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December 17th 2013

Leeds

Patient receives compensation after doctor fails to detect tendon injury to toe

Vince Shore

Vince Shore

Joint Head of Clinical Negligence, Hull

Patient receives compensation after doctor fails to detect tendon injury to toe

A pensioner from North Yorkshire has described how she has been left with permanent damage to her toe because a doctor wouldn’t examine her injury.

A pensioner from North Yorkshire has described how she has been left with permanent damage to her toe because a doctor wouldn’t examine her injury.

Chris Keogh, from Thirsk, has now successfully claimed and received £9,250 compensation for the injury which may still need further surgery.

Mrs Keogh was rushed by ambulance from her home to the Friarage Hospital in Northallerton in September 2010.  While cleaning a kitchen cupboard, a jar of chilli peppers had fallen on her bare foot and she couldn’t stem the bleeding from her toe.

First, Mrs Keogh was left for over an hour in the hospitals’ accident and emergency department.  Then, the on-call orthopaedic doctor didn’t examine her injury, despite a nurse raising concerns that there may be damage to a tendon.  Instead the doctor assured the nurse that Mrs Keogh could be sent home.

Mrs Keogh said: “I was sitting for over an hour in the accident and emergency department and there was no one else waiting there except me.  Eventually I went to the reception to ask when I’d be seen.

“A nurse cleaned the toe up and I had an x-ray.  She was concerned there was damage to a tendon so telephoned for a doctor for advice and to examine my injury.  But the doctor wouldn’t come and just told her to put some steri-strips on my toe.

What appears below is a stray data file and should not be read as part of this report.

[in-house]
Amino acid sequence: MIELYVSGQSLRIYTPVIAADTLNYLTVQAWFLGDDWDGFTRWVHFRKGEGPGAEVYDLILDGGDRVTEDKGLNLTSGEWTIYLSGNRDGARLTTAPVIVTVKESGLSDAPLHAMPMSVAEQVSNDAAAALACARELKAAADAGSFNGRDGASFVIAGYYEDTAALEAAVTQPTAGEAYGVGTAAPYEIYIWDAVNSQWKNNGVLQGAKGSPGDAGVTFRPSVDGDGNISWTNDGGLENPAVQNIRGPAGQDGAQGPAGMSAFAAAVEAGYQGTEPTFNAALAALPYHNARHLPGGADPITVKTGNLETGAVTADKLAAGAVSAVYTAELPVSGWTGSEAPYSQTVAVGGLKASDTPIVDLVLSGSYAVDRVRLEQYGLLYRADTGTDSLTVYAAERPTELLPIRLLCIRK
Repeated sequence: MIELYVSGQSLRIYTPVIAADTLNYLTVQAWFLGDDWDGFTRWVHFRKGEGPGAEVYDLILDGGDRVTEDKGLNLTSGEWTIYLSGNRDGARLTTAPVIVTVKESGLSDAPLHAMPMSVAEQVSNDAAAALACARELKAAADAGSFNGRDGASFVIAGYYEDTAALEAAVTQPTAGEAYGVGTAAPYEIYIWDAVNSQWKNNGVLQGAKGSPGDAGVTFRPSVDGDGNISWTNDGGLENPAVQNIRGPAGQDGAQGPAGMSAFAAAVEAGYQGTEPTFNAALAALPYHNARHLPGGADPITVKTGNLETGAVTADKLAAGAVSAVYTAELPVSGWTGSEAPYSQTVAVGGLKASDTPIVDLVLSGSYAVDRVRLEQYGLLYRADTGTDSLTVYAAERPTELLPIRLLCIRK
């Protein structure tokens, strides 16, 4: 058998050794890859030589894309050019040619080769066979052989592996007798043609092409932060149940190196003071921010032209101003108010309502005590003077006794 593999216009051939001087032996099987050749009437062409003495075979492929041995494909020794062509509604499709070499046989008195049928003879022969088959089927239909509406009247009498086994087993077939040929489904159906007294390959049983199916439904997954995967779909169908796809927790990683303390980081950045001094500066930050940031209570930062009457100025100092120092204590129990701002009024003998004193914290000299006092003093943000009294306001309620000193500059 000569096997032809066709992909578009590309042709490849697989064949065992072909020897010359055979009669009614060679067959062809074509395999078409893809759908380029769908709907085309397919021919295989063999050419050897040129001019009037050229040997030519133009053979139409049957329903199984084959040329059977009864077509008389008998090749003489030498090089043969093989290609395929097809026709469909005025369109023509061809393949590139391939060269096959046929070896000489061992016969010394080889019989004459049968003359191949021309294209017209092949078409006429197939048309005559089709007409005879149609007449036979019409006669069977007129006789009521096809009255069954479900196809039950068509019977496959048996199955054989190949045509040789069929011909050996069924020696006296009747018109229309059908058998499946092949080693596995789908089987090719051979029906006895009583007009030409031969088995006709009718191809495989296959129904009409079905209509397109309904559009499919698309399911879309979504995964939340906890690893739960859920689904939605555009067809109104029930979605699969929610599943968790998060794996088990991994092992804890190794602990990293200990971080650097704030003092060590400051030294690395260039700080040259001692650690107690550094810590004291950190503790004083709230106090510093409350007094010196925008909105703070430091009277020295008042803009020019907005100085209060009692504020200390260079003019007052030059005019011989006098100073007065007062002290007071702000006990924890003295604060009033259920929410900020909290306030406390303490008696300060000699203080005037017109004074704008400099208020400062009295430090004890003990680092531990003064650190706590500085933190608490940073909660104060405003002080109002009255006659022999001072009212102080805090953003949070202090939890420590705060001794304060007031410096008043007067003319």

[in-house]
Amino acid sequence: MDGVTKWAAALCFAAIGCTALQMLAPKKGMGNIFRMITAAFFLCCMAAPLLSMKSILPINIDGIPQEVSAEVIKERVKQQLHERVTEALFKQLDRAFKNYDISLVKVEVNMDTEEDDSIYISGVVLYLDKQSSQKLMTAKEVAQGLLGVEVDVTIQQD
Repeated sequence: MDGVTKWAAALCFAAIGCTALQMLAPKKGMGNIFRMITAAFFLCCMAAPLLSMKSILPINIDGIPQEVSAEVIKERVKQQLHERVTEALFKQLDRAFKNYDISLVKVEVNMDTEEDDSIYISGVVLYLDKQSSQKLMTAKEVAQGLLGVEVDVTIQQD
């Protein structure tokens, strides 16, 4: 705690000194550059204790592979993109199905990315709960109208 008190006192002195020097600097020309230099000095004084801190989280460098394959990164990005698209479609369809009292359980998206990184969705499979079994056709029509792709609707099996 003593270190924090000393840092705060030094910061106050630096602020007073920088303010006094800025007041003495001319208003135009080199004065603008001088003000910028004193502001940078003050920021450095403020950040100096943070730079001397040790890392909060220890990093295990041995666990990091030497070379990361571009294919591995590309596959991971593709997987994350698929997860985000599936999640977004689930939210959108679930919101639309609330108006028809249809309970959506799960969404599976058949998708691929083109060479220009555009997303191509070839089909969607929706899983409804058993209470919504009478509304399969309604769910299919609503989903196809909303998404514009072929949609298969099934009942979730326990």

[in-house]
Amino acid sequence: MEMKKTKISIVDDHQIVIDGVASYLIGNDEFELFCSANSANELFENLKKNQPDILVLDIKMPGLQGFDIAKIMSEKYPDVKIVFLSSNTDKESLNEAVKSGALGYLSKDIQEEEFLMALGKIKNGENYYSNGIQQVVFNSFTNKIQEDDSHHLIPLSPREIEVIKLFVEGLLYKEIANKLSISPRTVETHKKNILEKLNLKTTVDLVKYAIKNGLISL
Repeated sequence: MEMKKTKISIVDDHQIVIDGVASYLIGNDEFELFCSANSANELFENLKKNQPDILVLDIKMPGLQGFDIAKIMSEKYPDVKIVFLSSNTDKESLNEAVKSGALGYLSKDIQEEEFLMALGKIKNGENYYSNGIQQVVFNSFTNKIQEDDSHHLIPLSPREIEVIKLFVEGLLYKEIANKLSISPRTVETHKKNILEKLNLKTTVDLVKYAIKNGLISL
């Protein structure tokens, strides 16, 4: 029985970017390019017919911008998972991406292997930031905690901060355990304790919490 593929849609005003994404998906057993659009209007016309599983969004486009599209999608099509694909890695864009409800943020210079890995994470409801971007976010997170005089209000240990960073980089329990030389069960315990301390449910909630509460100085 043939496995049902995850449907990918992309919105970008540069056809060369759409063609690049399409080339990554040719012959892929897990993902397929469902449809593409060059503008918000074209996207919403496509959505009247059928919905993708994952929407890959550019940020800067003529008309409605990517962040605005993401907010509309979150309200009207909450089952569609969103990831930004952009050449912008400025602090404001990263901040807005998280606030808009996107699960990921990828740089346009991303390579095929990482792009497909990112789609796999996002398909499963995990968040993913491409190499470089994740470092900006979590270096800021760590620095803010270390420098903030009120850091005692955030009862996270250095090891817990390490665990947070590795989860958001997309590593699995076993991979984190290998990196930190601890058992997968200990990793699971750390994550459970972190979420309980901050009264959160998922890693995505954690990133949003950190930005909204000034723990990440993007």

“I went home but after about two hours the dressing was saturated so I went to the local hospital in Thirsk.  They re-dressed it and told me to keep my foot up.”

After two weeks, when the strips were removed, Mrs Keogh’s GP was unhappy with progress so referred her to an orthopaedic specialist for an urgent scan.  But it was to be a further two months before the scan was carried out and Mrs Keogh saw the specialist.

Mrs Keogh, a retired office worker, said: “It turned out that the tendon had been severed.  The accident happened in September and it was now November.  The orthopaedic specialist explained that a tendon is like a piece of elastic and if it’s not repaired straightaway it starts to unravel.”

Nine weeks after the initial injury, Mrs Keogh underwent an operation to try to rectify the damage and reconstruct the tendon.  A large metal pin was put into her toe, her foot was covered in a large dressing and she had to wear a special shoe.  As it was now so difficult for Mrs Keogh to walk, her back was affected by the injury and she developed chronic back pain.

Unfortunately, the surgery didn’t work. Mrs Keogh still can’t bend her toe and suffers pain and swelling.

Mrs Keogh complained to South Tees Hospitals NHS Foundation Trust which runs the Friarage Hospital but her letter was never acknowledged.

It was then that she sought legal advice, initially from a solicitors firm in York.  However, when the firm refused to take her claim she transferred to Neil Hudgell Solicitors, specialists in personal injury and medical negligence.

Mrs Keogh’s case was taken on by Vince Shore, senior solicitor and medical negligence expert at Neil Hudgell Solicitors.

Vince said: “It was clear that Mrs Keogh had a case for medical negligence.  We consulted an expert in A&E medicine who confirmed there had been a breach of duty of care for delay in diagnosing tendon injury.   Further expert evidence we gathered from a Consultant Orthopaedic Surgeon confirmed that a better outcome would have been obtained if timely surgery had been performed, and much of Mrs Keogh’s symptomology would have been avoided.”

Mrs Keogh said: “I was very pleased with the service I received from Neil Hudgell Solicitors, Vince was brilliant and kept me informed every step of the way and has been a great help.

“I am pleased to receive the compensation although if the Trust had written and apologised in the first place I may not have felt that the only option was to take legal action.”

Mrs Keogh is now deciding whether to have her toe fused in the hope that it causes her less pain, swelling and inconvenience.  She has to wear special insoles in her shoes and may need a hip replacement as the toe injury aggravated her arthritis.

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